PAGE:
The Lucid ADA8824 ($3,295) is a 2U, 24-bit A/D/A front end for ADAT-compatible audio cards and digital audio workstations. It transfers up to eight channels of audio simultaneously and operates at a maximum sampling rate of 48 kHz. The ADA8824 Sonic, another member of the Lucid family, is available for use with Sonic Solutions' SonicStudio. I reviewed the ADAT version, but the units offer similar features.
Up Front and Around BackThe ADA8824's front panel has a 15-segment LED meter for each of its eight audio channels, as well as a conveniently located power switch. The Sync window to the left of the meters displays the synchronization source. Although five sync options are available (44.1 kHz internal, 48 kHz internal, word clock, AES/EBU digital input, and ADAT sync), the front panel shows only the first four. The ADA8824 highlights the active options; it remains unlit when the ADAT-sync option is activated.
The Metering window to the right of the channel LEDs shows the audio sources being metered (analog or digital input and analog or digital output). DIP switches located on the unit's rear panel change both the sync and metering options. You can adjust settings via MIDI with SysEx messages or through the supplied Macintosh or Windows controller software. Windows 95 or 98 users should control the ADA8824 with a vacant MIDI port or a dedicated interface, because Windows doesn't allow MIDI devices to be shared simultaneously by different programs. (Mac users running OMS don't have this limitation.)
The rear panel has eight female XLR jacks for analog input, as well as eight male XLR jacks for analog output. It also has four female and four male XLR jacks for AES/EBU digital input and output, respectively. Any of the first three AES/EBU inputs can be selected as external-sync inputs. The ADA8824 also includes S/PDIF I/O on female RCA connectors, which can accept an external sync signal.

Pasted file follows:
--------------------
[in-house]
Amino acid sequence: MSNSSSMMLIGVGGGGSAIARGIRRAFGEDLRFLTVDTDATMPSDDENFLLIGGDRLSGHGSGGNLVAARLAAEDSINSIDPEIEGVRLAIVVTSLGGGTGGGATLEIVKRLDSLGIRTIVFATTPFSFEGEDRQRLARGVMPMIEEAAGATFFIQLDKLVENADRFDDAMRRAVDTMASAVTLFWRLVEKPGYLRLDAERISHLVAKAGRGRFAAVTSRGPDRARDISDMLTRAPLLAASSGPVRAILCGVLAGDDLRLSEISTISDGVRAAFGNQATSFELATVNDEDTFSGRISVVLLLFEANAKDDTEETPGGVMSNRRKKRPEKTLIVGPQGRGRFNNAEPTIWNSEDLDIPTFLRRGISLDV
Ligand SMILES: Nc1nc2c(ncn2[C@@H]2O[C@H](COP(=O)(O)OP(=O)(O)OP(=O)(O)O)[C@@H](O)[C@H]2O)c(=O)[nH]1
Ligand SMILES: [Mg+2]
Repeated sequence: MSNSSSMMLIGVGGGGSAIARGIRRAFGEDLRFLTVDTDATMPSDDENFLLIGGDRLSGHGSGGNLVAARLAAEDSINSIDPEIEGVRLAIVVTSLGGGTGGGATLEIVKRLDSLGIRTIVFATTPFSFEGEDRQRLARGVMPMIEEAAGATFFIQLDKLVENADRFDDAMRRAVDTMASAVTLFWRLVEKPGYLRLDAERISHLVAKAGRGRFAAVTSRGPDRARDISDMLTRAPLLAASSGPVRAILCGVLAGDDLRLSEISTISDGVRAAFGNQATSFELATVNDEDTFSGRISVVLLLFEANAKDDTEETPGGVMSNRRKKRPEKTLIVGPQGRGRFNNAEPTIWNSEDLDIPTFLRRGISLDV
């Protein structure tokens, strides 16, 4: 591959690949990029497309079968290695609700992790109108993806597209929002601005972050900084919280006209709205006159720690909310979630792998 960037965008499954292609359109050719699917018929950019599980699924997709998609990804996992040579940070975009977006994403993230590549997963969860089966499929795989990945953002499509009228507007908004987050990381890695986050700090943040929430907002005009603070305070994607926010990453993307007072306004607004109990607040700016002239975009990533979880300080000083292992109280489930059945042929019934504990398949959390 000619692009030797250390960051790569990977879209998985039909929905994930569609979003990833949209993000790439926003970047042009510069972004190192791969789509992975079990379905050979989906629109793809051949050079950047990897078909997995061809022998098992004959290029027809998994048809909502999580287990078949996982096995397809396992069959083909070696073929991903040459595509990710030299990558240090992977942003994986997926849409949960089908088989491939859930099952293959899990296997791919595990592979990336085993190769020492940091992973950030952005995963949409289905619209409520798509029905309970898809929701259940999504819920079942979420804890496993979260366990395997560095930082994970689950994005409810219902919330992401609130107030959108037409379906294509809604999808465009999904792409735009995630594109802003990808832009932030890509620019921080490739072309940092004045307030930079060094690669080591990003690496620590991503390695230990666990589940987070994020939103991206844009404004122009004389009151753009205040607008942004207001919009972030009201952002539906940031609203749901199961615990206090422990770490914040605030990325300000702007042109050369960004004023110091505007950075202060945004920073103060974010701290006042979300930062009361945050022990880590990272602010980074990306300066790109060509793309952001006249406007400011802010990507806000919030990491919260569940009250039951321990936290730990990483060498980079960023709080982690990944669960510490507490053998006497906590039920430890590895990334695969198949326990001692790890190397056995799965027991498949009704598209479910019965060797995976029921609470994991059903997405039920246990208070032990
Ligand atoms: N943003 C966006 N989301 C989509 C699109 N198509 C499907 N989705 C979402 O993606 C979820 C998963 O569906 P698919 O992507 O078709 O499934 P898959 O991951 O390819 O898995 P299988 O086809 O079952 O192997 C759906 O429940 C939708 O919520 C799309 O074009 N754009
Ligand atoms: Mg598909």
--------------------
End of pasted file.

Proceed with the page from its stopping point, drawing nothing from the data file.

Word-clock I/O uses BNC connectors; its output is synchronized to the AES/EBU outputs using one of two methods. If the AES/EBU outputs are fed from the analog inputs, the word-clock output gets its signal from the internal clock; if the AES/EBU outputs are fed from the ADAT optical input, the word clock derives its signal from the ADAT data stream.
The ADA8824 also features two female DB-9 connectors for sending and receiving ADAT-sync signals. Although these signals have three components (machine control, ADAT word clock, and time code), the ADA8824 doesn't use the ADAT word-clock signal. Moreover, the ADA8824 needs to be first in any chain of ADAT devices, severely limiting the use of its ADAT-sync option.
Sound OffThe ADA8824 sounds terrific. However, with its substantial price tag, it's obviously not for everyone. This unit may be more product than you need in a personal studio. Besides, using it for overdubbing is difficult unless your ADAT-compatible card also has word-clock capability.
Nonetheless, owners of post-production facilities or high-end personal studios will find the ADA8824 to be a great-sounding device with numerous digital audio routing possibilities. Its controller software simplifies configuring these features on the fly, and its word-clock I/O enables it to work easily with house sync. If you're looking for a high-quality 8-channel, ADAT-compatible A/D/A unit, check out the Lucid ADA8824.
Overall EM Rating (1 through 5): 4.5